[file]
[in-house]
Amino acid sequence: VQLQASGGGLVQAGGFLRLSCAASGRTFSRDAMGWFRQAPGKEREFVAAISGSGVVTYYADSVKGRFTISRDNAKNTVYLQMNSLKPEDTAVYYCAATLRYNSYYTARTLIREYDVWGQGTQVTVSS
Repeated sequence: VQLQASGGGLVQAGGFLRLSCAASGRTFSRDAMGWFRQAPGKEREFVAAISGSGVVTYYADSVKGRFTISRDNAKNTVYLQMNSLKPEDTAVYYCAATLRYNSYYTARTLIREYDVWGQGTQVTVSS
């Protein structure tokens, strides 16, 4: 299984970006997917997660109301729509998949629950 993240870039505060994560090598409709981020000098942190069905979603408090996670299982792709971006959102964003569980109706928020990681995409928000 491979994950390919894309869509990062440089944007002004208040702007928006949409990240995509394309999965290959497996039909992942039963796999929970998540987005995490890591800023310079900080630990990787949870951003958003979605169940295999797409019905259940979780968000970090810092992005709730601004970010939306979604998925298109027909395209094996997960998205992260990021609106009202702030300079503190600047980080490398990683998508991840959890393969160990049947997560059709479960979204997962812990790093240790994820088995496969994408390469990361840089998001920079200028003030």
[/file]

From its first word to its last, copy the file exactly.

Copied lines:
[in-house]
Amino acid sequence: VQLQASGGGLVQAGGFLRLSCAASGRTFSRDAMGWFRQAPGKEREFVAAISGSGVVTYYADSVKGRFTISRDNAKNTVYLQMNSLKPEDTAVYYCAATLRYNSYYTARTLIREYDVWGQGTQVTVSS
Repeated sequence: VQLQASGGGLVQAGGFLRLSCAASGRTFSRDAMGWFRQAPGKEREFVAAISGSGVVTYYADSVKGRFTISRDNAKNTVYLQMNSLKPEDTAVYYCAATLRYNSYYTARTLIREYDVWGQGTQVTVSS
């Protein structure tokens, strides 16, 4: 299984970006997917997660109301729509998949629950 993240870039505060994560090598409709981020000098942190069905979603408090996670299982792709971006959102964003569980109706928020990681995409928000 491979994950390919894309869509990062440089944007002004208040702007928006949409990240995509394309999965290959497996039909992942039963796999929970998540987005995490890591800023310079900080630990990787949870951003958003979605169940295999797409019905259940979780968000970090810092992005709730601004970010939306979604998925298109027909395209094996997960998205992260990021609106009202702030300079503190600047980080490398990683998508991840959890393969160990049947997560059709479960979204997962812990790093240790994820088995496969994408390469990361840089998001920079200028003030």